Friday, September 2, 2011

Forts of the Western New York Model – Part I

Were there Nephite forts in the Great Lakes area? Arlin Nasbaum, regarding his Western New York Model of the Land of Promise, wrote: “Commencing at the southern shores of the northern lakes [Erie & Ontario] and extending southward a hundred miles or more we find a greater number of military works than in any other section of the United States,” which he took from an 1880 book by Frederick Larkin, M.D., “Ancient Man in America.”

However, what Larkin describes as a fort in his preface, was merely “military fortifications composed of a ditch and parapet designed for protection against a hostile enemy.” While most people at the time considered these fortifications made by modern Indians, he believed were made by the Mound Builders in Western New York, since he believes the Indians came into that land long after the Mound Builders.

These forts, according to his drawings, were merely concentric circles with an opening or two and considered by him defensive fortifications to guard against those outside the circle. Nor were the ramparts (earth walls) particularly high, though Mormon writes: “But behold, how great was their disappointment; for behold, the Nephites had dug up a ridge of earth round about them, which was so high that the Lamanites could not cast their stones and their arrows at them that they might take effect, neither could they come upon them save it was by their place of entrance” (Alma 49:4), nor were they made of stone, though Mormon wrote: “Yea, he had been strengthening the armies of the Nephites, and erecting small forts, or places of resort; throwing up banks of earth round about to enclose his armies, and also building walls of stone to encircle them about, round about their cities and the borders of their lands; yea, all round about the land” (Alma 48:8).

Also, Larkin writes of the bones of numerous people buried within the circles, however, Mormon tells us the dead were heaped in the trenches round about: “Now when they found that they could not obtain power over the Nephites by the pass, they began to dig down their banks of earth that they might obtain a pass to their armies, that they might have an equal chance to fight; but behold, in these attempts they were swept off by the stones and arrows which were thrown at them; and instead of filling up their ditches by pulling down the banks of earth, they were filled up in a measure with their dead and wounded bodies” (Alma 49:22).

In addition, he writes: “Commencing at the southern shores of the northern lakes [Erie & Ontario] and extending southward a hundred miles or more we find a greater number of military works.” The northern lakes (Lake Ontario) would be Nasbaum’s North Sea (Ripliancum) and running southward toward the narrow neck, yet the Nephite forts were not in the Land Northward—that is where they fought their last battle out in the open in the Land of Cumorah (Mormon 6:2-4). Their forts were in the Land Southward meant to keep the Lamanites from advancing to the north. In fact, Mormon says: “that they should commence in digging up heaps of earth round about all the cities, throughout all the land which was possessed by the Nephites” (Alma 50:1). They were not driven into the Land Northward by treaty until 422 years later (Mormon 2:28).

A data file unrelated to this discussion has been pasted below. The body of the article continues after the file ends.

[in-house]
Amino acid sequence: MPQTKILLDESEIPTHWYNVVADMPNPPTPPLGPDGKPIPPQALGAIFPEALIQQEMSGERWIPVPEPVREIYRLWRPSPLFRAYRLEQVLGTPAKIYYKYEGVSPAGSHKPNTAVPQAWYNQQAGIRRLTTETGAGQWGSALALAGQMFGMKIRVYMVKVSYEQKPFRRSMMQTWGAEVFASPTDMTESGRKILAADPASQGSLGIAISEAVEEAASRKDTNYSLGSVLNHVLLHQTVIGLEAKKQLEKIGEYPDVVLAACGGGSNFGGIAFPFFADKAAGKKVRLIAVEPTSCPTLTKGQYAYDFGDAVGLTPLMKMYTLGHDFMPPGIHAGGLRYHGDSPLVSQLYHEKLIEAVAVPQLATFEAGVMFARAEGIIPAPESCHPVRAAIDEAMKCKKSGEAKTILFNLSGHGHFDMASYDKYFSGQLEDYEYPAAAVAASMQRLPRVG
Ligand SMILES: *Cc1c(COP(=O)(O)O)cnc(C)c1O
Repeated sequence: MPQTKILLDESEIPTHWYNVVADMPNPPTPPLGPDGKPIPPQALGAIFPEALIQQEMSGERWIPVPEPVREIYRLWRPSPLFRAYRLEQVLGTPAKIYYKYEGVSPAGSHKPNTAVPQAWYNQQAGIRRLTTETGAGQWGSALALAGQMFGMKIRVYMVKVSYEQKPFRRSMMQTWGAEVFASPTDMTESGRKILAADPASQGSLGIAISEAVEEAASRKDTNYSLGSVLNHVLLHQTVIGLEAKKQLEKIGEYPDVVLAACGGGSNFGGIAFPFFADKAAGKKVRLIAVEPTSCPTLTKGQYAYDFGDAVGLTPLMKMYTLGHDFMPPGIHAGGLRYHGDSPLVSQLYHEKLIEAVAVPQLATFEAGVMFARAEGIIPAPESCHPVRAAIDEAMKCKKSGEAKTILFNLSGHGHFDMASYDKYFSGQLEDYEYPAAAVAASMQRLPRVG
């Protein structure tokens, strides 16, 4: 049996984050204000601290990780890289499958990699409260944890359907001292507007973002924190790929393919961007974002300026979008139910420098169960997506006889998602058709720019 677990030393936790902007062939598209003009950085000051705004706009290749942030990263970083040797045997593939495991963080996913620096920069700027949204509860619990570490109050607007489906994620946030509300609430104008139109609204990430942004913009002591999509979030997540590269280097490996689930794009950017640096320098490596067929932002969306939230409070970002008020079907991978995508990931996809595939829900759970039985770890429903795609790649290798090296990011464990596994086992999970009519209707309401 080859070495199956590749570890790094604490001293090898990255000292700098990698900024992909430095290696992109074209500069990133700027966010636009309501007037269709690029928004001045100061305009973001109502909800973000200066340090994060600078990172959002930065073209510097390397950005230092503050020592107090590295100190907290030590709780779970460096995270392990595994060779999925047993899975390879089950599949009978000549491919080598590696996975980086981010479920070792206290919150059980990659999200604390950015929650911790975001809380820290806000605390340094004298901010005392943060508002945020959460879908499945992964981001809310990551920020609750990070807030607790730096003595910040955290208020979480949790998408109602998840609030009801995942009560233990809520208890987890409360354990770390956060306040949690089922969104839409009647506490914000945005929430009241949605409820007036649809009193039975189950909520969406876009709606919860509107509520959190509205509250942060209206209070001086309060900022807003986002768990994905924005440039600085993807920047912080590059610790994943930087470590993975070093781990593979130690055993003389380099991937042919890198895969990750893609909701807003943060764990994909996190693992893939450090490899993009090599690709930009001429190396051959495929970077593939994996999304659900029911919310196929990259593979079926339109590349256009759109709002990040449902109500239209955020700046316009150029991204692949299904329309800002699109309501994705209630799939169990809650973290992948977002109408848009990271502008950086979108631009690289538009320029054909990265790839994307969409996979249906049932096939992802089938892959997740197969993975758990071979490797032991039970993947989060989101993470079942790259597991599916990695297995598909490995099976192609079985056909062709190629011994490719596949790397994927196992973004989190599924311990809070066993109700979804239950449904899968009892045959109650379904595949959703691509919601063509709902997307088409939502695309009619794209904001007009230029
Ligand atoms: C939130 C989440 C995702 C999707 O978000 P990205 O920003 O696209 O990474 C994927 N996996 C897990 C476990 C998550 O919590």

Besides that, many of their forts were along the eastern seashore (Alma 51:25-27), not in the location of the Great Lakes forts. It should also be kept in mind, that the twenty or so forts in the Great Lakes area that are still visible today, were not built anciently, but were built from the early 17th century onward. This area was the center of numerous Indian wars, the French-Indian War, and later the Indian-Colonial wars, and from the time of the first Europeans to settle there, especially in the battles between the French and British, and later the British and the Americans.

James P. Barry, in his extensive book “Old Forts of the Great Lakes: Sentinels in the Wilderness” traces the development of these Great Lakes forts from the 1600s to the American Civil War to establish military forts and fortified trading posts. Barry presents forts from Fort Henry, the strongest on the Lakes, to the forts at key historic places along the Niagara Frontier and at Mackinac, the fur trade outposts at Grand Portage and Fort William, the mission of Sainte Marie, or the naval base at Penetanguishene. Many of these forts grew into cities as did Fort York at Toronto or forts that defended cities, such as Fort Ontario at Oswego and Fort Wayne at Detroit.

Larkin wrote his book in 1880 at a time when knowledge of this area was very meager, especially of the wars and battles that had taken place there in the early days of the colonizing of the Western Hemisphere. What forts that might be attributed to an earlier time do not match the scriptural record, and the forts of a later period do not match the building capability of the Nephites (2 Nephi 5:15).

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